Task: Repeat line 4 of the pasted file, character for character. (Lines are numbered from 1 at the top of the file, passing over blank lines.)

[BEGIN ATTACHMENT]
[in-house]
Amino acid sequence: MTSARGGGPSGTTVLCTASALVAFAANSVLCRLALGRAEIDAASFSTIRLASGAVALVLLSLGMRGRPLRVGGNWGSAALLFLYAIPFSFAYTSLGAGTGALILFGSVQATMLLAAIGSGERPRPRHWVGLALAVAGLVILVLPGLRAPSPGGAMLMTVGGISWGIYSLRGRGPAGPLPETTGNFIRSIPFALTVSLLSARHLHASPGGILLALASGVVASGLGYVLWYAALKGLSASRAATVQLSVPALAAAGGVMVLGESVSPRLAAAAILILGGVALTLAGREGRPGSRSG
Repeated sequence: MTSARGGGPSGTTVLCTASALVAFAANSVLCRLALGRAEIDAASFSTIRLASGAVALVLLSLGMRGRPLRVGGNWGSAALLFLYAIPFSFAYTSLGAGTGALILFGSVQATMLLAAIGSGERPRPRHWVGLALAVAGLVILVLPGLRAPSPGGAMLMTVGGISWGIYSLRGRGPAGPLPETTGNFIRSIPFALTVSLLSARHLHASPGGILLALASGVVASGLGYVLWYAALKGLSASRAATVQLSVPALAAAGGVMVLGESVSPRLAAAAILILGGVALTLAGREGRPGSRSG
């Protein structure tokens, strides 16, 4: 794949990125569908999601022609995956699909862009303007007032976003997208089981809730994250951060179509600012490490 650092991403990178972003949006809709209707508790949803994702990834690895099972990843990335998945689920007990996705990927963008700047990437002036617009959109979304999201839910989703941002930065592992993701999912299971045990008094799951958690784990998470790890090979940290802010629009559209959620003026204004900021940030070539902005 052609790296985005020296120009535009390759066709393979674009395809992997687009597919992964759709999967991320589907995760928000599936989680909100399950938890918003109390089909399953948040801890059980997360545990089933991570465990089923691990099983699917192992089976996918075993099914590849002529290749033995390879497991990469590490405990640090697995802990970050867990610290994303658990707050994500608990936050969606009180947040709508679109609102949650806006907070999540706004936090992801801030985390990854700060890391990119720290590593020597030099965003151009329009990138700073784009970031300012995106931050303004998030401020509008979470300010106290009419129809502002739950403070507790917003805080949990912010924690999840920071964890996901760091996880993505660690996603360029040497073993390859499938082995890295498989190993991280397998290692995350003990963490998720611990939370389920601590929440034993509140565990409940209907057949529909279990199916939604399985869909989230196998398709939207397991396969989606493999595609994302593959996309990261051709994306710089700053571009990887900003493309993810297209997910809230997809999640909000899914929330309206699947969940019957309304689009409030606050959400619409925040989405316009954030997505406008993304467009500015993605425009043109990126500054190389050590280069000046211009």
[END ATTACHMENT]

């Protein structure tokens, strides 16, 4: 794949990125569908999601022609995956699909862009303007007032976003997208089981809730994250951060179509600012490490 650092991403990178972003949006809709209707508790949803994702990834690895099972990843990335998945689920007990996705990927963008700047990437002036617009959109979304999201839910989703941002930065592992993701999912299971045990008094799951958690784990998470790890090979940290802010629009559209959620003026204004900021940030070539902005 052609790296985005020296120009535009390759066709393979674009395809992997687009597919992964759709999967991320589907995760928000599936989680909100399950938890918003109390089909399953948040801890059980997360545990089933991570465990089923691990099983699917192992089976996918075993099914590849002529290749033995390879497991990469590490405990640090697995802990970050867990610290994303658990707050994500608990936050969606009180947040709508679109609102949650806006907070999540706004936090992801801030985390990854700060890391990119720290590593020597030099965003151009329009990138700073784009970031300012995106931050303004998030401020509008979470300010106290009419129809502002739950403070507790917003805080949990912010924690999840920071964890996901760091996880993505660690996603360029040497073993390859499938082995890295498989190993991280397998290692995350003990963490998720611990939370389920601590929440034993509140565990409940209907057949529909279990199916939604399985869909989230196998398709939207397991396969989606493999595609994302593959996309990261051709994306710089700053571009990887900003493309993810297209997910809230997809999640909000899914929330309206699947969940019957309304689009409030606050959400619409925040989405316009954030997505406008993304467009500015993605425009043109990126500054190389050590280069000046211009």